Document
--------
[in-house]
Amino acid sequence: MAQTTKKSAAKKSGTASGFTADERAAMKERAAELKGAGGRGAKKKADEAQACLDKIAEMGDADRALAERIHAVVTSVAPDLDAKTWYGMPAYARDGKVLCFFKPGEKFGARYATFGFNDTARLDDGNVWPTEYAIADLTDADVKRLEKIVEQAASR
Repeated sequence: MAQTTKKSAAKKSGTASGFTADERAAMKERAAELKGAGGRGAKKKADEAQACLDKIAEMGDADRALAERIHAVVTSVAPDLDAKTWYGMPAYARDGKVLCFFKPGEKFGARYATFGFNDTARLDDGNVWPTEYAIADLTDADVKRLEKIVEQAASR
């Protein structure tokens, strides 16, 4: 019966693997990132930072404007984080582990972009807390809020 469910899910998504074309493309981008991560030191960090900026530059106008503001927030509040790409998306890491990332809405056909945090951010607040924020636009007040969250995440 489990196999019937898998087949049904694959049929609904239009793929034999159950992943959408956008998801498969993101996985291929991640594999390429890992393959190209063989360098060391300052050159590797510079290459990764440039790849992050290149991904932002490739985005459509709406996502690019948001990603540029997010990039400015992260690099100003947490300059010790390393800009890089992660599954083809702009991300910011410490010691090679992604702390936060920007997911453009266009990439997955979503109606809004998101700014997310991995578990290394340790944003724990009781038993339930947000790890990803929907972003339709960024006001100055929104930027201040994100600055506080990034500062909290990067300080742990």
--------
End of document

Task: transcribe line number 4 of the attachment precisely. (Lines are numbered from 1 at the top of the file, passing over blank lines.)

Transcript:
């Protein structure tokens, strides 16, 4: 019966693997990132930072404007984080582990972009807390809020 469910899910998504074309493309981008991560030191960090900026530059106008503001927030509040790409998306890491990332809405056909945090951010607040924020636009007040969250995440 489990196999019937898998087949049904694959049929609904239009793929034999159950992943959408956008998801498969993101996985291929991640594999390429890992393959190209063989360098060391300052050159590797510079290459990764440039790849992050290149991904932002490739985005459509709406996502690019948001990603540029997010990039400015992260690099100003947490300059010790390393800009890089992660599954083809702009991300910011410490010691090679992604702390936060920007997911453009266009990439997955979503109606809004998101700014997310991995578990290394340790944003724990009781038993339930947000790890990803929907972003339709960024006001100055929104930027201040994100600055506080990034500062909290990067300080742990």